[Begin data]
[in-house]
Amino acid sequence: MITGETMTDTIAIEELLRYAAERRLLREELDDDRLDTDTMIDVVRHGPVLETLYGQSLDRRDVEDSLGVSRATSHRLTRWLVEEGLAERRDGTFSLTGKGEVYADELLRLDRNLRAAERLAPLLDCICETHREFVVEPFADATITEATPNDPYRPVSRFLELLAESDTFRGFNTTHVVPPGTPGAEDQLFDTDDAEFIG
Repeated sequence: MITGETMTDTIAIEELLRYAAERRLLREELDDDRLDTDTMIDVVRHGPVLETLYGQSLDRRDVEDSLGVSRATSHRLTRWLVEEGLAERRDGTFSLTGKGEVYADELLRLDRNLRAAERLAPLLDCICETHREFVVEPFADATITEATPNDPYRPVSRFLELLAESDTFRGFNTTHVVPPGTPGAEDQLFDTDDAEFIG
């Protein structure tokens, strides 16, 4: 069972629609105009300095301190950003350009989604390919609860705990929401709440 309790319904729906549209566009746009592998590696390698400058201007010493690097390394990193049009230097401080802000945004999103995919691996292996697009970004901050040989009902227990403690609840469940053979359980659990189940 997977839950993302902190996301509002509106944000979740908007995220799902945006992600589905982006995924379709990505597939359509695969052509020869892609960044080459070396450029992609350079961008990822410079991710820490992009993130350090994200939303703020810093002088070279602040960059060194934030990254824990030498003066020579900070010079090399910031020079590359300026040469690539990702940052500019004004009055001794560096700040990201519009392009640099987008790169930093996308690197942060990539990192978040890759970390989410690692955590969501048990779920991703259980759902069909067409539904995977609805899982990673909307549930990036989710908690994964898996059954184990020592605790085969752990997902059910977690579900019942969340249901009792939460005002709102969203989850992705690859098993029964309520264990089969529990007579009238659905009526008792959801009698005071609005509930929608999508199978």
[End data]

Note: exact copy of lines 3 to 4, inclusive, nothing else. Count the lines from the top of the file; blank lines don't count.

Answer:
Repeated sequence: MITGETMTDTIAIEELLRYAAERRLLREELDDDRLDTDTMIDVVRHGPVLETLYGQSLDRRDVEDSLGVSRATSHRLTRWLVEEGLAERRDGTFSLTGKGEVYADELLRLDRNLRAAERLAPLLDCICETHREFVVEPFADATITEATPNDPYRPVSRFLELLAESDTFRGFNTTHVVPPGTPGAEDQLFDTDDAEFIG
């Protein structure tokens, strides 16, 4: 069972629609105009300095301190950003350009989604390919609860705990929401709440 309790319904729906549209566009746009592998590696390698400058201007010493690097390394990193049009230097401080802000945004999103995919691996292996697009970004901050040989009902227990403690609840469940053979359980659990189940 997977839950993302902190996301509002509106944000979740908007995220799902945006992600589905982006995924379709990505597939359509695969052509020869892609960044080459070396450029992609350079961008990822410079991710820490992009993130350090994200939303703020810093002088070279602040960059060194934030990254824990030498003066020579900070010079090399910031020079590359300026040469690539990702940052500019004004009055001794560096700040990201519009392009640099987008790169930093996308690197942060990539990192978040890759970390989410690692955590969501048990779920991703259980759902069909067409539904995977609805899982990673909307549930990036989710908690994964898996059954184990020592605790085969752990997902059910977690579900019942969340249901009792939460005002709102969203989850992705690859098993029964309520264990089969529990007579009238659905009526008792959801009698005071609005509930929608999508199978």